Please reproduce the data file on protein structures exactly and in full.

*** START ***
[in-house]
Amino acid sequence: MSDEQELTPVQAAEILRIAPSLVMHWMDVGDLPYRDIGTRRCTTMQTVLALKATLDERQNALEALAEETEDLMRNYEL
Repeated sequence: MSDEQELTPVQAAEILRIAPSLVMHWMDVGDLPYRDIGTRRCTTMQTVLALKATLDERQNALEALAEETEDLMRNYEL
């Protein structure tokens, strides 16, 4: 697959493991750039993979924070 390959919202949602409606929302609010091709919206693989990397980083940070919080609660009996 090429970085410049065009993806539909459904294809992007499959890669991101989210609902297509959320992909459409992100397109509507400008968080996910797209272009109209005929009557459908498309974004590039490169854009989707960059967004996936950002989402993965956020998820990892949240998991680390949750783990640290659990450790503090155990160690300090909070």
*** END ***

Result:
[in-house]
Amino acid sequence: MSDEQELTPVQAAEILRIAPSLVMHWMDVGDLPYRDIGTRRCTTMQTVLALKATLDERQNALEALAEETEDLMRNYEL
Repeated sequence: MSDEQELTPVQAAEILRIAPSLVMHWMDVGDLPYRDIGTRRCTTMQTVLALKATLDERQNALEALAEETEDLMRNYEL
């Protein structure tokens, strides 16, 4: 697959493991750039993979924070 390959919202949602409606929302609010091709919206693989990397980083940070919080609660009996 090429970085410049065009993806539909459904294809992007499959890669991101989210609902297509959320992909459409992100397109509507400008968080996910797209272009109209005929009557459908498309974004590039490169854009989707960059967004996936950002989402993965956020998820990892949240998991680390949750783990640290659990450790503090155990160690300090909070």